Cricket and Cricketers, Words by M. Randall Roberts

Pictures by Mr. "Rip."


Why is it, in these days of up-to-date cricket reporting, no one has noticed the most striking characteristic of Ranjitsinhji's play? The pose of W. G. Grace's tip-tilted foot as he stands at the wicket, Abel's serio-comic expression as he cocks his eye and ambles from the pavilion, and Mr. Key's rotundity, are as familiar as Mr. Chamberlain's eye-glass even to the non-cricketing public; but the ballooning of Prince Ranjitsinhji's silk shirt has hitherto been allowed to lie in obscurity.


About the silk shirt itself there is no particular mystery; dozens of other cricketers wear one exactly like it; but none of these garments "balloon" with the same unvarying persistence as Ranji's. Whether half a gale is blowing on the Hove ground, or there is not enough wind to move the flag at Lord's, the Indian prince's cricket shirt always presents the appearance of the mainsail of a six-tonner on a breezy day in the Solent. Anyone can satisfy himself as to the truth of this assertion by glancing at the first illustration on page 213. The batsman's face is concealed by his arm, and his attitude in playing the ball is almost identical with that of hundreds of other cricketers. Yet there is no mistaking the player. It's Ranji as plainly as if his name was printed all over it; the curve in his shirt gives him away at once. Unkind critics, indeed, declared that the secret of his success in Australia was that, while the rest of Mr. Stoddart's team were panting for a breath of fresh air with the thermometer at 100° in the shade, some mysterious Indian deity was perpetually blowing on Ranji with a thousand cooling zephyrs. Nowadays, Ranjitsinhji's critics are becoming more sane; but when first he burst into splendour, many of his weird strokes were attributed to some supernatural agency. Ranji's most telling stroke, as every cricketer knows, is what is technically known as the "hook" stroke. Most fine batsmen are content to stop short straight balls on a fast wicket. Ranji is more ambitious. When he sees a ball of this kind coming, he stands directly in front of his wicket, and at the moment when the ball is apparently on the point of going through his body, he "hooks" it round to leg.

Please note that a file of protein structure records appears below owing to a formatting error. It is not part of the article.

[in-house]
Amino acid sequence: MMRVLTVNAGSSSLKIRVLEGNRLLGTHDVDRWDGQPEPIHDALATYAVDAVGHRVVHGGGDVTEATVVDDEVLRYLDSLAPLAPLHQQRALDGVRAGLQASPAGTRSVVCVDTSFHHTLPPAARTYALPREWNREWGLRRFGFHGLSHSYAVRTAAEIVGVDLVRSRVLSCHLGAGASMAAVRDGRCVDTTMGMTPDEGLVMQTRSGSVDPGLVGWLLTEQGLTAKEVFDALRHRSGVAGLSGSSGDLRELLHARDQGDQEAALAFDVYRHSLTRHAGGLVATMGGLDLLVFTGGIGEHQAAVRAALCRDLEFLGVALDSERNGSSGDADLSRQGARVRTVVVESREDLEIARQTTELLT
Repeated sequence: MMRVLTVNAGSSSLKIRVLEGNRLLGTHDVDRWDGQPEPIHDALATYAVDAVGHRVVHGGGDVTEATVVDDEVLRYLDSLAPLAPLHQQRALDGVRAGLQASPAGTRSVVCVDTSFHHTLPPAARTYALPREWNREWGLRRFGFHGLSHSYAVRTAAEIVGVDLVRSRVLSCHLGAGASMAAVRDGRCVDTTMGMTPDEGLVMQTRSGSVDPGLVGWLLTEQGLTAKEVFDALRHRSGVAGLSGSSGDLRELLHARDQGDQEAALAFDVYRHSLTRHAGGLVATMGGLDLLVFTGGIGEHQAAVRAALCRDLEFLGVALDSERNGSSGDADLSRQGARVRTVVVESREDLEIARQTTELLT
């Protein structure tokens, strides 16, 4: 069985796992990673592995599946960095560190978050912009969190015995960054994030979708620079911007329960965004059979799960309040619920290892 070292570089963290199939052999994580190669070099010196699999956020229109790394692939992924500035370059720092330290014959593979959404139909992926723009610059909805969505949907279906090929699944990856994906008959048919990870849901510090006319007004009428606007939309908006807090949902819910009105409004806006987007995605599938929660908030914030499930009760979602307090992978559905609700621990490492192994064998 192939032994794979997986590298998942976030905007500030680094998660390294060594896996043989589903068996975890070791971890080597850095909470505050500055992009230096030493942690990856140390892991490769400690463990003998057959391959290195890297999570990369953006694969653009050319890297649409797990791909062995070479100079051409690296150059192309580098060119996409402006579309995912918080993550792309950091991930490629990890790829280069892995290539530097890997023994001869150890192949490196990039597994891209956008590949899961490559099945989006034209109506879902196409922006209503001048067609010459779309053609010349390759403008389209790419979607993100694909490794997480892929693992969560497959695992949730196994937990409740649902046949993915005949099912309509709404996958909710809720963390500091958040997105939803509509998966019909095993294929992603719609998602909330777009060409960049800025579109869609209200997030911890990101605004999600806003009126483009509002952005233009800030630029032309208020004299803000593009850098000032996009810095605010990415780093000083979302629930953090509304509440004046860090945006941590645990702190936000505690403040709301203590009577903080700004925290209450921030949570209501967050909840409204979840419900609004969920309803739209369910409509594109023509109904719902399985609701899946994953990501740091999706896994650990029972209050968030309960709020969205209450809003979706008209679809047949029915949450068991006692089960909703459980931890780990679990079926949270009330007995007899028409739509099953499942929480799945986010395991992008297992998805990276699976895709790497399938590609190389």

How hazardous this proceeding is may be gathered from the obvious fact that if the batsman fails to get his bat exactly in the proper place in exactly the proper fraction of a second, he will infallibly have to retire either with a fractured skull or "leg before wicket."

While the cricket scribes used to regard Ranjitsinhji's good fortune in escaping a violent end while playing this speciality of his as a supernatural gift, practical cricketers consider the stroke bad form. "That leg stroke of yours," said an old player to him in the pavilion at Lord's, "is all very well now and then, but it's not cricket; it's far too risky. If you miss the ball, you're bound to be out leg before." "Quite so," replied Ranji; "but one would be out pretty frequently, clean bowled, if one missed the ball—every time a straight ball came, in fact."

Ranjitsinhji's batting has been variously described as satanic, electric, and elusive. "Serpentine" would be far more accurate. Anyone in the least familiar with the famous Indian's style will at once see the point of the epithet.

The line of beauty, we all know, is a curve; and the real secret of the attractiveness of Ranji's batting (from the spectators' point of view) is that every position he assumes seems to be laid out in a curve.

In the illustration on page 215. "Rip" has but very slightly exaggerated the effect of the sinuous curves into which Ranji's body resolves itself before he makes a stroke. That he can unbend faster than any other cricketer past or present is an incontestable fact. The yarn of how in a match at Cambridge he once brought off a catch with such amazing rapidity that the batsman, under the impression that the ball had travelled near the boundary, continued running till Ranji extracted the ball from his pocket, is most likely apocryphal; but to anyone who has seen him fielding slip the feat ascribed to him won't seem impossible.